For over 131 years, the Peoria Unified School District has been teaching the students of the Northwest Valley. Founded in 1889, the original school’s class size varied between five and 15 students full time in the first few years. Today, the district serves more than 36,000 students from Glendale, Peoria, Surprise and Youngtown in 34 elementary schools, seven high schools and one nontraditional high school. It is now the fourth-largest district in the entire state.

A lot has changed since the turn of the century, but one thing has remained certain—PUSD’s commitment to quality education then and now is reflected in its values: integrity, collaboration, excellence, and equity. While our community has been tested in this pandemic, there is no doubt that our schools remain an important part of supporting our community and growing our local economy.

This November, voters in PUSD will be asked to vote on two key issues: a continuation of the existing override and a critical needs bond. Support Peoria Students—a committee of parents, business owners and community leaders—asks you to join us in voting “yes” on both issues.

It is no secret that people choose to live in our community because we have excellent property values and low crime. We are at the top of many, if not most, quality of life lists, including “Safest Cities in America” and “Best Cities for First-Time Home Buyers.” Our schools play a key role in keeping it that way. An investment in our schools is an investment in our quality of life.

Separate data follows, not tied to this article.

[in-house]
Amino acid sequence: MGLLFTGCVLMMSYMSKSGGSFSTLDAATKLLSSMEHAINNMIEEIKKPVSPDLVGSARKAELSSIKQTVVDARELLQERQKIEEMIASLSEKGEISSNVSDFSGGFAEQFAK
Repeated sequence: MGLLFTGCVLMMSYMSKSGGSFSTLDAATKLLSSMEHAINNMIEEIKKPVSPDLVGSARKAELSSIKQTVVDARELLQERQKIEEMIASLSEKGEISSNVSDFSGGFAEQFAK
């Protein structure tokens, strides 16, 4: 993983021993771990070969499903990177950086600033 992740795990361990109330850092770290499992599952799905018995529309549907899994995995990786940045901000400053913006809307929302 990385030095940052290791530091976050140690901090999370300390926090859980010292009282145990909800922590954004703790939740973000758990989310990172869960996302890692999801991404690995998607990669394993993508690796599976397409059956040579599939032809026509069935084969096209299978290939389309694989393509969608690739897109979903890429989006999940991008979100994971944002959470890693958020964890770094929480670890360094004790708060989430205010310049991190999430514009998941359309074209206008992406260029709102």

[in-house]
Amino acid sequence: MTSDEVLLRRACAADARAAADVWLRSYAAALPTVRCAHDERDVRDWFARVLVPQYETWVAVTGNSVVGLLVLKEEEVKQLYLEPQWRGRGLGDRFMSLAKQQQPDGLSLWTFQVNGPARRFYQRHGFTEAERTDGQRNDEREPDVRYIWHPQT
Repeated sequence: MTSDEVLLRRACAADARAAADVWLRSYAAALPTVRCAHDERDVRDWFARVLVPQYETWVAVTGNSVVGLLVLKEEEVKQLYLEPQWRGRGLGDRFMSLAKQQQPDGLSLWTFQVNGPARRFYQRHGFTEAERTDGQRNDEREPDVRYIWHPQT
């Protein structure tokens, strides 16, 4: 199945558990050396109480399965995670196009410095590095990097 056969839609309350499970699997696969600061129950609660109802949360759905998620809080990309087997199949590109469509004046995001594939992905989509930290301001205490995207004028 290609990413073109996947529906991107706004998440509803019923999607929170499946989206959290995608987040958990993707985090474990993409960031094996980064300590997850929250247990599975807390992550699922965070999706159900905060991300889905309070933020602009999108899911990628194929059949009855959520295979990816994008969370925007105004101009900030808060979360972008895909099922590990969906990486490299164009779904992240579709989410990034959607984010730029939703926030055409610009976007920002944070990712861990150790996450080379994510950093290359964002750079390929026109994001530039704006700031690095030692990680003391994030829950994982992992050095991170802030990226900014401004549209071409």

Both items are a fiscally responsible approach that allows us to support our schools while keeping taxes low. The override is not a new tax—it is a continuation of the local funding that our schools have had in place for the past 24 years. The secondary property tax rate for the critical needs bond is expected to remain at or below $1.48, which means the tax rate will not increase. 

So, what is on the ballot and why are there two items? The simple answer is overrides are about people and programs—they cannot be used for construction. Conversely, bonds fund construction and equipment—they cannot be used for staffing.

The override continuation funds teacher pay to help attract and retain quality teachers and keep class sizes small. It also funds important staff positions, including nurses, assistant principals and physical education teachers. Without it, the district would be forced to cut $28 million from its budget, including cuts to athletics, arts, music, physical education, gifted education and full-day kindergarten.

The “Critical Needs” bond is focused on student and teacher safety, including investments in school security and key renovations to facilities in need of repair, including air conditioning, heating, roofing projects, restrooms, parking and other critical items. It also invests in technology, replaces aging buses, and acquires land for the future construction of a new high school to keep up with growth. As participants of the bond process, we can say firsthand that these are simply the most essential items in need or repair and replacement to keep our students safe—they are not “luxury” items.

This is our opportunity to show the strength of our local support for our schools. We hope you will join us in voting “yes” to support our quality of life, attract jobs and train our future workforce, protect teacher pay and key programs, and fund critical needs and improvements to keep our students safe. Vote “yes” on the PUSD override and bond. Both are needed for a brighter future.

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